Have you ever wonder what true inspiration is? Spanish poet Federico Garcia Lorca first coined the term "duende" in 1933. He said, "It is the feeling that wells up deep inside us, an emotional and physical response to a work of art, a performance or a piece of music. Duende is what gives us the chills, makes us smile or cry as a bodily reaction." Great interior design and architecture can have the same effect and it is why it is so important to invest in the results of both so you can capture the evocation of "duende" and ignite that inexplicable positive emotional reaction to the aesthetics of the artistry of a home's design, finishes and architecture.
For me a great example of someone who evokes inspirations, the "duende", and who's work I have always been in love with is Frank Lloyd Wright. He is, in my opinion, one of the most talented American architects of all time and his work like many great artist can evoke emotional responses. Frank Lloyd Wright promoted organic architecture, he was a true believer in merging the outdoors with the indoors. His most successful example of this is Fallingwater. Voted the most important building of the 20th century in a poll conducted by the American Institute of Architects, Frank Lloyd Wright’s Fallingwater this year celebrates its 80th anniversary. This residential mountain retreat masterpiece by Wright was designed in 1935 for legendary Pittsburgh department store owner Edgar Kaufmann Sr. When Wright came to the site he appreciated the powerful sound of the falls, the vitality of the young forest, the dramatic rock ledges and boulders; these were elements to be interwoven with the serenely soaring spaces of his structure. But Wright’s insight penetrated more deeply. He understood that people were creatures of nature, hence an architecture which conformed to nature would conform to what was basic in people. Fallingwater opened a new chapter in American architecture, and is perhaps rightly considered Wright’s greatest work.
Wright's masterpiece was donated as a public museum in 1964 by the Kaufman family who lived in the home from its final construction in 1937 until 1963. Since then over 5 million people have walked the home and the grounds. It is a testament to the power of great architecture, the design and how it, like any art form, has the power to move us emotionally and feel the inspiration and intention of the artist. For homeowners and potential remodelers there is an interesting financial background to the creation of Fallingwater. The original estimated cost for building Fallingwater was US$35,000. However, the final cost for the home and guest house was US$155,000 broken down as follows: house $75,000; finishing and furnishing $22,000; guest house, garage and servants' quarters $50,000; architect's fee $8,000. From 1938 through 1941 more than $22,000 could be spent on additional details and for changes in the hardware and lighting.(Wikipedia)The total project price of $155,000, adjusted for inflation, is the equivalent of approximately $2.6 million in 2014. Although the difference from estimated price to final results is extreme (Edgar Kaufman Sr. was a very wealthy department store owner), it is not uncommon for the final results of projects to come in much more expensive than the original estimate. Most of that can be attributed to the reality of the finished aesthetic in the home versus the original vision.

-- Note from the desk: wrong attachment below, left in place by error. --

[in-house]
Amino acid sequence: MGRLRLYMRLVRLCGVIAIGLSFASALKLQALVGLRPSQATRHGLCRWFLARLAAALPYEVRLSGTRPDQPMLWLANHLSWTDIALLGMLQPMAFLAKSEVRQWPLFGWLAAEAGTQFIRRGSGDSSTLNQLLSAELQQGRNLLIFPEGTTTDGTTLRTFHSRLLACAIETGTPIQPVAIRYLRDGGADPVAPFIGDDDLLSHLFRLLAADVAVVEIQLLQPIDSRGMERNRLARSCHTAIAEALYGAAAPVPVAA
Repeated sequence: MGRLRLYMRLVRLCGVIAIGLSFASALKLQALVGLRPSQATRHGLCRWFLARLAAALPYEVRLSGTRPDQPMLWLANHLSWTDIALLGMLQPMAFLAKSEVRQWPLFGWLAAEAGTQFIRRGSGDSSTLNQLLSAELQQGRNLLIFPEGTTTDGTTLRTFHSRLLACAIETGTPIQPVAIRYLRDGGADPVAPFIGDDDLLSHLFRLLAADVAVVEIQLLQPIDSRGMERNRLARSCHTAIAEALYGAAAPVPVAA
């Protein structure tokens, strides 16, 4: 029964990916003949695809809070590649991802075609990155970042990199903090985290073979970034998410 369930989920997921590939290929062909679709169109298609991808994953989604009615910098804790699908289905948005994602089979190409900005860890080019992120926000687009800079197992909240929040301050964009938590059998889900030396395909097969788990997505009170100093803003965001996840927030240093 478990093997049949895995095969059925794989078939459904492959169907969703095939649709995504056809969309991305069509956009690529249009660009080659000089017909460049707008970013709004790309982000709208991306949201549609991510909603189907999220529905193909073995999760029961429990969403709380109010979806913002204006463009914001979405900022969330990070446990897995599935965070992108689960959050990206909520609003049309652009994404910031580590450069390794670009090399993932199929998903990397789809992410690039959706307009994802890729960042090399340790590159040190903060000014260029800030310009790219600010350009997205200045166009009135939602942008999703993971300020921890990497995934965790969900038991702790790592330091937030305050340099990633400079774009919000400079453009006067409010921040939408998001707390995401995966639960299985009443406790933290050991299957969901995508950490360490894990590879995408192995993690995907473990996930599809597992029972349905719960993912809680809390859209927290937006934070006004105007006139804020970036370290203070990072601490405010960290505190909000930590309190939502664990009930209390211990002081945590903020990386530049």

For anyone who is contemplating a remodel or has been through one, the initial plan and final results always come with some change. Some of it is small, like adding pebble tile to a shower pan but sometimes it can be as big as an entire redesign due to some unforeseen issue or the reality that the plans and the vision don't look the way you had hoped. Wright's vision and Kaufmann's came with a world of hiccups. The construction was plagued by conflicts between Wright, Kaufmann, and the construction contractor and Kaufmann was concerned with Wright's knowledge of and working with reinforced concrete. The cost to make the home a reality though considerably greater than anticipated resulted in one of America's great architectural marvels.
So as you look at home's and designs in Pinterest and you build your design vision and inspiration, remember that you are tapping in to creativity and design and great craftsmanship are art forms. Be prepared for interpretive differences and changes. Plan on making a budget for remodels that can handle necessary design changes so that you can accomplish your vision as it grows into reality and not find yourself accepting results less than desired due to falling under budgeting.
In the end inspiration and creativity can be innovative and groundbreaking. "Without drawing on tradition, without relying on precedent, Fallingwater was created by Frank Lloyd Wright as a declaration that in nature man finds his spiritual as well as his physical energies, that a harmonious response to nature yields the poetry and joy that nourish human living."- Edgar Kaufmann, Jr., Fallingwater: A Frank Lloyd Wright Country House, p. 65.
Take the time to find out your creative side and explore.